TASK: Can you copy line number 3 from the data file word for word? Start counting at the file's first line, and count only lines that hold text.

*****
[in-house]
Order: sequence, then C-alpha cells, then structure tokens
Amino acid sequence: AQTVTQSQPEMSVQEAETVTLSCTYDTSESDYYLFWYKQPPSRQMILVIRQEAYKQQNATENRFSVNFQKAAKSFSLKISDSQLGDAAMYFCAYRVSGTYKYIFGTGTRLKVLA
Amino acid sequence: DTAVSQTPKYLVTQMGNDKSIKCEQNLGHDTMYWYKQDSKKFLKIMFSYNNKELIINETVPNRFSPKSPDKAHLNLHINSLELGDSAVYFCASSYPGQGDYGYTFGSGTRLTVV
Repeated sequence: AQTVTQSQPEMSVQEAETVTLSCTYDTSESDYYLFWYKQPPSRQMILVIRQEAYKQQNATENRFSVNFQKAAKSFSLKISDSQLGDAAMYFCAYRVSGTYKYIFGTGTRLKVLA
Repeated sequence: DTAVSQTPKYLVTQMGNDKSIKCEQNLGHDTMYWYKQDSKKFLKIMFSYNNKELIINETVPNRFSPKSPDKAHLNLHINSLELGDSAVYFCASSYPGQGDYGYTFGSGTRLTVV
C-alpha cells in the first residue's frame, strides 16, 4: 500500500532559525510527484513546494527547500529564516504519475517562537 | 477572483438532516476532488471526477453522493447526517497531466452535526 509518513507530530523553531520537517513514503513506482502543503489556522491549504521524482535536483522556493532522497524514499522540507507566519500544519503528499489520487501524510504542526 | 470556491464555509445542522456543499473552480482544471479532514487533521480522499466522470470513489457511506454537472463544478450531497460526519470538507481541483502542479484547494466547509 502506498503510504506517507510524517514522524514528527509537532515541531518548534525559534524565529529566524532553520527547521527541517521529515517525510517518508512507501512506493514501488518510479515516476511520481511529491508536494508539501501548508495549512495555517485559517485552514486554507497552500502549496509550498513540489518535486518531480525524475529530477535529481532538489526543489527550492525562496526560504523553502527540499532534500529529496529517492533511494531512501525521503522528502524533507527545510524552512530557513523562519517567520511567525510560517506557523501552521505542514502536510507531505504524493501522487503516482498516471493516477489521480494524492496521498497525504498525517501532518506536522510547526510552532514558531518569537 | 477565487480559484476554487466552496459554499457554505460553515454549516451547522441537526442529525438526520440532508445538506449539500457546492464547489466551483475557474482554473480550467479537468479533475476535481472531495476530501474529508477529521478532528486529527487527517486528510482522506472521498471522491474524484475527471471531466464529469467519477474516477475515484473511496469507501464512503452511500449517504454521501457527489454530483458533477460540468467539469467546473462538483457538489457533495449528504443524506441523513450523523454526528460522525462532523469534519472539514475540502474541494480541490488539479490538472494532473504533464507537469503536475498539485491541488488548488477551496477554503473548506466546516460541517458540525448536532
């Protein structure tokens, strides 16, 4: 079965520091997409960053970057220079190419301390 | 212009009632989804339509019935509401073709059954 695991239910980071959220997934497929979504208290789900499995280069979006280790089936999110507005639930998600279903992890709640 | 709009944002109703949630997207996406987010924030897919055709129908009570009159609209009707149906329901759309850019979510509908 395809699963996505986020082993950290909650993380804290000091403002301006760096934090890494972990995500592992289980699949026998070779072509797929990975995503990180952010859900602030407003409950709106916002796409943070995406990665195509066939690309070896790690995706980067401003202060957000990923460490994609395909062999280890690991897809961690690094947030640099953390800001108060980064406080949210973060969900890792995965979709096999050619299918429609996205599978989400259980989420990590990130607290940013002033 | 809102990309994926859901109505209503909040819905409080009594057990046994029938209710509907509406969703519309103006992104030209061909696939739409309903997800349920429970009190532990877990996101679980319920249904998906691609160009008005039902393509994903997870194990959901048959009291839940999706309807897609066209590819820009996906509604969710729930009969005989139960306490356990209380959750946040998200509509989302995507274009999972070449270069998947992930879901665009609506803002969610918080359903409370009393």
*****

Amino acid sequence: AQTVTQSQPEMSVQEAETVTLSCTYDTSESDYYLFWYKQPPSRQMILVIRQEAYKQQNATENRFSVNFQKAAKSFSLKISDSQLGDAAMYFCAYRVSGTYKYIFGTGTRLKVLA